Episode 73: Do You Want a Job or a Career? Reflections on National Disability Employer Awareness Month (NDEAM)
October is National Disability Employment Awareness Month (NDEAM), and the theme for 2019 is "The Right Talent, Right Now." The U.S. Department of Labor states this yearâ€™s theme emphasizes the essential role that people with disabilities play in America's economic success, especially in an era when historically low unemployment and global competition are creating a high demand for skilled talent.
In recognition of National Disability Employment Awareness Month (NDEAM), our guest on ADA Live! will be Liz Weintraub, Senior Advocacy Specialist with the Association for University Centers on Disabilities (AUCD). Liz is also a graduate of the Georgia Leadership and Education in Neurodevelopmental Disabilities (GaLEND) interdisciplinary training program at the Center for Leadership in Disability at Georgia State University.
Ms. Weintraub will discuss her personnel career path, the challenges she has overcome, and the role that both advocacy and self-advocacy have played in her career success. She will share her work at the AUCD, including her popular video series â€śTuesdays with Liz: Disability Policy For All.â€ť She will also share her thoughts on why the unemployment rate remains high for people with disabilities, and the importance of thinking about a â€ścareerâ€ť versus a â€śjob.â€ť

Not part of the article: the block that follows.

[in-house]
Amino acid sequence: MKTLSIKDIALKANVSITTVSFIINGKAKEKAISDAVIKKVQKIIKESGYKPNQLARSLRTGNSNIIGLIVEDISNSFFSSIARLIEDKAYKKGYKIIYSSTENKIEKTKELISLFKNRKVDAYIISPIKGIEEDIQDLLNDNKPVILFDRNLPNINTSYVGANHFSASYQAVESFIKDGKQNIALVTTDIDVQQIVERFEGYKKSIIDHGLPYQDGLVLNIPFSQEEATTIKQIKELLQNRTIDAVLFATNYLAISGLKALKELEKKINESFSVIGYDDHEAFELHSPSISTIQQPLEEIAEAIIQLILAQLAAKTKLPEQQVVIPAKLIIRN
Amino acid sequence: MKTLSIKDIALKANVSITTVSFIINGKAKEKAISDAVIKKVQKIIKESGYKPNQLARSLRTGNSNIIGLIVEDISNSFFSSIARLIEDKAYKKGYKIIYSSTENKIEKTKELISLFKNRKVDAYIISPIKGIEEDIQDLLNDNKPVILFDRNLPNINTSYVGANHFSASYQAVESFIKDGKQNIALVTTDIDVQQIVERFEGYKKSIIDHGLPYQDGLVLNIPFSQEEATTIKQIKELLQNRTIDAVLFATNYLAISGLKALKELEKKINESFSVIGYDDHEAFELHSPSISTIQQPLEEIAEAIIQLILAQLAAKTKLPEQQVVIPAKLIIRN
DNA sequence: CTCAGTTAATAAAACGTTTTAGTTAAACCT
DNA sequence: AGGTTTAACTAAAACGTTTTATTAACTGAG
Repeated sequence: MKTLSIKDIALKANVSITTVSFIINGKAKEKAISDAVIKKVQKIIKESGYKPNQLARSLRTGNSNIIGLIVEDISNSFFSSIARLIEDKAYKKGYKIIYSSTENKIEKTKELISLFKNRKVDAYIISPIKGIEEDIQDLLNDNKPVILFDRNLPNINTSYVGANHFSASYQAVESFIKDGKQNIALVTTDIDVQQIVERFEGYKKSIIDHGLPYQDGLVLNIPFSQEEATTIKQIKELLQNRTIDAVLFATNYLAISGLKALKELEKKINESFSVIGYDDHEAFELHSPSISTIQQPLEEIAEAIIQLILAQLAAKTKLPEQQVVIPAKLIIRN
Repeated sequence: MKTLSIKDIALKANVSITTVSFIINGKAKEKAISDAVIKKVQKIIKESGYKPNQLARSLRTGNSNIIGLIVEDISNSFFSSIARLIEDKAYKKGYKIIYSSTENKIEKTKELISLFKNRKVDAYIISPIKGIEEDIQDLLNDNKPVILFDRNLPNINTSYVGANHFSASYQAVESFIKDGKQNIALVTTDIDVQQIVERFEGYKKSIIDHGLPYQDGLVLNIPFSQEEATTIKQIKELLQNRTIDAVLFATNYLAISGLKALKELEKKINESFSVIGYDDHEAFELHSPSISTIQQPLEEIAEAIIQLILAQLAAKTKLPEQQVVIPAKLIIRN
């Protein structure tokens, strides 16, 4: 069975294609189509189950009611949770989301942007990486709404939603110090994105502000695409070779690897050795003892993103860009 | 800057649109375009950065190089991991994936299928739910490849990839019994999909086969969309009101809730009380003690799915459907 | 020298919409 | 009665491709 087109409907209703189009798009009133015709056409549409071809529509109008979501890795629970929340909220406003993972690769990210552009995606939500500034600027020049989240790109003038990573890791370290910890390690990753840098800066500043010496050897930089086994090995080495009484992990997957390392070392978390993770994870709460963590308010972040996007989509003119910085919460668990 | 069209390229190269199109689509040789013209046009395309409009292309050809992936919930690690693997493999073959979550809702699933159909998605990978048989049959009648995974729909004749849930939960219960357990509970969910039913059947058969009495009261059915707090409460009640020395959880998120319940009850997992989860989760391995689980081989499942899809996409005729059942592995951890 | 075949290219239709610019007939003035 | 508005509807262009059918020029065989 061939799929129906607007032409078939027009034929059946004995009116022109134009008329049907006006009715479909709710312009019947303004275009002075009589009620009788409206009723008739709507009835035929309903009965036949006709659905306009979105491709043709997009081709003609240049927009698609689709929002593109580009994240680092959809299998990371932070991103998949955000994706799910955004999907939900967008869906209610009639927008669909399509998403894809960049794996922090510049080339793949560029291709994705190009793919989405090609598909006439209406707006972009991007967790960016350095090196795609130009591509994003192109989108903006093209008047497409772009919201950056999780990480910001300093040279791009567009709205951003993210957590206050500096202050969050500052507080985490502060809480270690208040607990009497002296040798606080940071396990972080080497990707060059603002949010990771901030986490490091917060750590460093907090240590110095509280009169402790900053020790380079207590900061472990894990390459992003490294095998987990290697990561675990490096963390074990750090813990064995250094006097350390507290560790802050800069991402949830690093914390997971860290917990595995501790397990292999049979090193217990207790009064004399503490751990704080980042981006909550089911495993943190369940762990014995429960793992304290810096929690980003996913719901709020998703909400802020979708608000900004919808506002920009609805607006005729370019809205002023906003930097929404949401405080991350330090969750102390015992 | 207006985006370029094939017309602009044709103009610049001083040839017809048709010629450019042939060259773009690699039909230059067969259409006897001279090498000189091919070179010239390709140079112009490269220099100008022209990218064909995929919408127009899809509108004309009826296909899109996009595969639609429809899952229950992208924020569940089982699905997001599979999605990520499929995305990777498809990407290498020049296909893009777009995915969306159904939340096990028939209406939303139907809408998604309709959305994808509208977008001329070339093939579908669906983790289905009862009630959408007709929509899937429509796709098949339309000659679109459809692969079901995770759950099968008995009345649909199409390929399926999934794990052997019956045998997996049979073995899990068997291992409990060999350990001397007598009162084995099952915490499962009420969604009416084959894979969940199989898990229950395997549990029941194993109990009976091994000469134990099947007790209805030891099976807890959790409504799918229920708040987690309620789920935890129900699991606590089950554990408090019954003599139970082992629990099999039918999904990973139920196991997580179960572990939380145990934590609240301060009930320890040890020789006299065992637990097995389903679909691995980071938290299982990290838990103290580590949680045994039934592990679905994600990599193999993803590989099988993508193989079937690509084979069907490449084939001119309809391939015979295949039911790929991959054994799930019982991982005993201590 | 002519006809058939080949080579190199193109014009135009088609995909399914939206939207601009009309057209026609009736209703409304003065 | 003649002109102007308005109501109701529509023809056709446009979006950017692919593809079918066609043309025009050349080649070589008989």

Association for University Centers on Disabilities (AUCD)
The Association of University Centers on Disabilities (AUCD) is a membership organization that supports and promotes a national network of university-based interdisciplinary programs. Network members consist of: 67 University Centers for Excellence in Developmental Disabilities (UCEDD), 52 Leadership Education in Neurodevelopmental Disabilities (LEND) Programs, and 14 Intellectual and Developmental Disability Research Centers (IDDRC). These programs serve and are located in every U.S. state and territory and are all part of universities or medical centers. They serve as a bridge between the university and the community, bringing together the resources of both to achieve meaningful change. Through its members, AUCD is a resource for local, state, national, and international agencies, organizations, and policy makers concerned about people living with developmental and other disabilities and their families. AUCD programs also train the next generation of leaders in disability-related research, training, service delivery, and policy advocacy to insure that this essential work continues.
All of our member programs have unique strengths that they share with each other and the greater disability community. Some of our members are exemplary educators. They train professional leaders, individuals with disabilities, and family members in areas such as early care and education, primary health care, special education, and innovative housing and employment programs. Other members excel in basic and applied research, model demonstration programs, systemic reform, and policy analysis. Because these programs work collaboratively, innovations from one program can be rapidly implemented in communities throughout the countryâ€”thus affecting more lives than any one program could touch.
By working together, programs engage in significant research that informs national policy and best practices. The network emphasizes national and international implementation of innovations in disability-related education, health care, and supports and services. It offers leadership on major social problems affecting all people with disabilities or special health needs.